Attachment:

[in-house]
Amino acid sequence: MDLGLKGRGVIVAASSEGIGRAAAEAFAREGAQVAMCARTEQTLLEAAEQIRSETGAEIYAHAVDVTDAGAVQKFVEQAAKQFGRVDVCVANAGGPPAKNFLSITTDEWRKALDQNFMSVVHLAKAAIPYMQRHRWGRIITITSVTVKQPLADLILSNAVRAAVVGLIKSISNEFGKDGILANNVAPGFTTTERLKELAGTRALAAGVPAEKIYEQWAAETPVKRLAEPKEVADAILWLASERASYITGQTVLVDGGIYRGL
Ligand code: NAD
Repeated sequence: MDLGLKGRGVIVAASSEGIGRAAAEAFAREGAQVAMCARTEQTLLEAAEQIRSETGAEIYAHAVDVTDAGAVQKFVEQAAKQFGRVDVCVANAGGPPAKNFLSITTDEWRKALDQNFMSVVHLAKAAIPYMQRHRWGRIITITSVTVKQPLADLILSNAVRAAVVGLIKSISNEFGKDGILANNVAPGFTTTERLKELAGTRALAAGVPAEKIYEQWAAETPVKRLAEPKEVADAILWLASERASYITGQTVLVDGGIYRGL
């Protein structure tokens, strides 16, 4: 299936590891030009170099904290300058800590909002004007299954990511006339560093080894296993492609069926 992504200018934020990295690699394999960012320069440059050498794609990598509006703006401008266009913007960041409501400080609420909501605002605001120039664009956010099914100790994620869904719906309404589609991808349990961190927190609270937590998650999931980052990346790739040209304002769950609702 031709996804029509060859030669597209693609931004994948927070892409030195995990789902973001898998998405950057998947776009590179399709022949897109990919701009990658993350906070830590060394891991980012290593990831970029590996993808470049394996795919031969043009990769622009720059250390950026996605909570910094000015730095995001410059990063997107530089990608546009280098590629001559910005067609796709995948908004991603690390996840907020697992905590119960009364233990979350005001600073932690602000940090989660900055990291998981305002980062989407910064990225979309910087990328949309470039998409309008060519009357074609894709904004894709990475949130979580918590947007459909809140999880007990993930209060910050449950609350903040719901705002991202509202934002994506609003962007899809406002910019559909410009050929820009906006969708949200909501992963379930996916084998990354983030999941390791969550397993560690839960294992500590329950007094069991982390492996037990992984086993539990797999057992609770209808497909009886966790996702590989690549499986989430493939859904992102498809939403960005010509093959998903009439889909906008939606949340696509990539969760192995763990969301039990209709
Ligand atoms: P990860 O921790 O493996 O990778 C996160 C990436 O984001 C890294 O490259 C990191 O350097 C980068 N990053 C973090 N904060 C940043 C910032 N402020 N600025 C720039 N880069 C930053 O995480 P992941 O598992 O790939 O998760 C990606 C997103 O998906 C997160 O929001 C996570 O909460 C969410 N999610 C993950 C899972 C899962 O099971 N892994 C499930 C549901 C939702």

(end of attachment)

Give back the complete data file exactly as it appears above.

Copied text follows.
[in-house]
Amino acid sequence: MDLGLKGRGVIVAASSEGIGRAAAEAFAREGAQVAMCARTEQTLLEAAEQIRSETGAEIYAHAVDVTDAGAVQKFVEQAAKQFGRVDVCVANAGGPPAKNFLSITTDEWRKALDQNFMSVVHLAKAAIPYMQRHRWGRIITITSVTVKQPLADLILSNAVRAAVVGLIKSISNEFGKDGILANNVAPGFTTTERLKELAGTRALAAGVPAEKIYEQWAAETPVKRLAEPKEVADAILWLASERASYITGQTVLVDGGIYRGL
Ligand code: NAD
Repeated sequence: MDLGLKGRGVIVAASSEGIGRAAAEAFAREGAQVAMCARTEQTLLEAAEQIRSETGAEIYAHAVDVTDAGAVQKFVEQAAKQFGRVDVCVANAGGPPAKNFLSITTDEWRKALDQNFMSVVHLAKAAIPYMQRHRWGRIITITSVTVKQPLADLILSNAVRAAVVGLIKSISNEFGKDGILANNVAPGFTTTERLKELAGTRALAAGVPAEKIYEQWAAETPVKRLAEPKEVADAILWLASERASYITGQTVLVDGGIYRGL
């Protein structure tokens, strides 16, 4: 299936590891030009170099904290300058800590909002004007299954990511006339560093080894296993492609069926 992504200018934020990295690699394999960012320069440059050498794609990598509006703006401008266009913007960041409501400080609420909501605002605001120039664009956010099914100790994620869904719906309404589609991808349990961190927190609270937590998650999931980052990346790739040209304002769950609702 031709996804029509060859030669597209693609931004994948927070892409030195995990789902973001898998998405950057998947776009590179399709022949897109990919701009990658993350906070830590060394891991980012290593990831970029590996993808470049394996795919031969043009990769622009720059250390950026996605909570910094000015730095995001410059990063997107530089990608546009280098590629001559910005067609796709995948908004991603690390996840907020697992905590119960009364233990979350005001600073932690602000940090989660900055990291998981305002980062989407910064990225979309910087990328949309470039998409309008060519009357074609894709904004894709990475949130979580918590947007459909809140999880007990993930209060910050449950609350903040719901705002991202509202934002994506609003962007899809406002910019559909410009050929820009906006969708949200909501992963379930996916084998990354983030999941390791969550397993560690839960294992500590329950007094069991982390492996037990992984086993539990797999057992609770209808497909009886966790996702590989690549499986989430493939859904992102498809939403960005010509093959998903009439889909906008939606949340696509990539969760192995763990969301039990209709
Ligand atoms: P990860 O921790 O493996 O990778 C996160 C990436 O984001 C890294 O490259 C990191 O350097 C980068 N990053 C973090 N904060 C940043 C910032 N402020 N600025 C720039 N880069 C930053 O995480 P992941 O598992 O790939 O998760 C990606 C997103 O998906 C997160 O929001 C996570 O909460 C969410 N999610 C993950 C899972 C899962 O099971 N892994 C499930 C549901 C939702």